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Self Awareness

The first position for any sustainable change to occur, within an individual, is ‘self-awareness’.  Self-awareness occurs when the individual discovers a realisation as to the effect of their behaviour within specific situations and how this impacts on others.  When this degree of realisation occurs the individual begins to notice the outcome of their behaviour and their ability to ‘notice’ becomes enhanced.  The process of noticing enables us to create choices for ourselves, and the more choices we have the greater the likelihood is for us to achieve our personal and business goals.

 

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Consequently, the skill of critical self evaluation needs to be developed, as well as a capability for openness and honesty when interacting with others.  Openness and honesty enables an individual to clearly communicate their position, relating to a specific situation, to others.  Additionally, demonstrating openness and honesty allows for others to feel comfortable in providing feedback, which is a vital component in developing self-awareness.  This concept is clearly demonstrated by Joseph Luft and Harry Ingham with their model of Johari Windows.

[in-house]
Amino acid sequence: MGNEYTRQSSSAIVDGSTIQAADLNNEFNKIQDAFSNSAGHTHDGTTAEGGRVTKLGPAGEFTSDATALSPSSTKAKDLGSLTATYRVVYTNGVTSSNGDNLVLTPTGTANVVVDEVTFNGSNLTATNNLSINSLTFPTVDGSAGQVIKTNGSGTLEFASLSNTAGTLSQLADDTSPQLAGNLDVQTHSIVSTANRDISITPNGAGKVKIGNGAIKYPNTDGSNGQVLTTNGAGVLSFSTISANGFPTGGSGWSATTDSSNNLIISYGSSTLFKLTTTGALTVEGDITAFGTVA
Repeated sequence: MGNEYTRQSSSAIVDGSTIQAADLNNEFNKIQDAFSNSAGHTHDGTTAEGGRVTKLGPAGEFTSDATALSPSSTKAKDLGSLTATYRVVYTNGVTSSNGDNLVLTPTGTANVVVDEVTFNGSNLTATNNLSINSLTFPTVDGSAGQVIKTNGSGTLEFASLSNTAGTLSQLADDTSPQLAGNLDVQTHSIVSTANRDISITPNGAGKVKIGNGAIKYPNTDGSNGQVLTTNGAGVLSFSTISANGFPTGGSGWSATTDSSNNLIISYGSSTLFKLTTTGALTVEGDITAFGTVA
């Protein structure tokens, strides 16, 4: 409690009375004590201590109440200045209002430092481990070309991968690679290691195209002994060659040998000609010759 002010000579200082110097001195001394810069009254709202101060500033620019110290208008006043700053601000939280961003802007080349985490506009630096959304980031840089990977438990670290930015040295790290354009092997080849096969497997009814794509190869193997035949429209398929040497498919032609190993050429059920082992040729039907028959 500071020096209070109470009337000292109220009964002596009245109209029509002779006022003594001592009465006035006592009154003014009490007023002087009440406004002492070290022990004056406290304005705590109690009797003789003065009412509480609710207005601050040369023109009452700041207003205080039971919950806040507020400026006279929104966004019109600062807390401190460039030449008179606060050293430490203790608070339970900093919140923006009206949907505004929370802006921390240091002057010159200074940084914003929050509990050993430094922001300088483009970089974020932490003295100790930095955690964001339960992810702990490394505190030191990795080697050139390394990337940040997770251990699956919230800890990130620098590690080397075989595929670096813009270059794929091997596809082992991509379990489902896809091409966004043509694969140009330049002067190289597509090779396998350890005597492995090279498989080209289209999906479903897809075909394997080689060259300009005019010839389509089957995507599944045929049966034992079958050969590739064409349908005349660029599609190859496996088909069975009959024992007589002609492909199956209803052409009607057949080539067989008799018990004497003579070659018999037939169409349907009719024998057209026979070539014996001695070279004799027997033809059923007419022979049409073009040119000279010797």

The development of ‘self-awareness’ is achieved through a combination of personality and psychometric instruments, experiential learning events and action learning methodologies.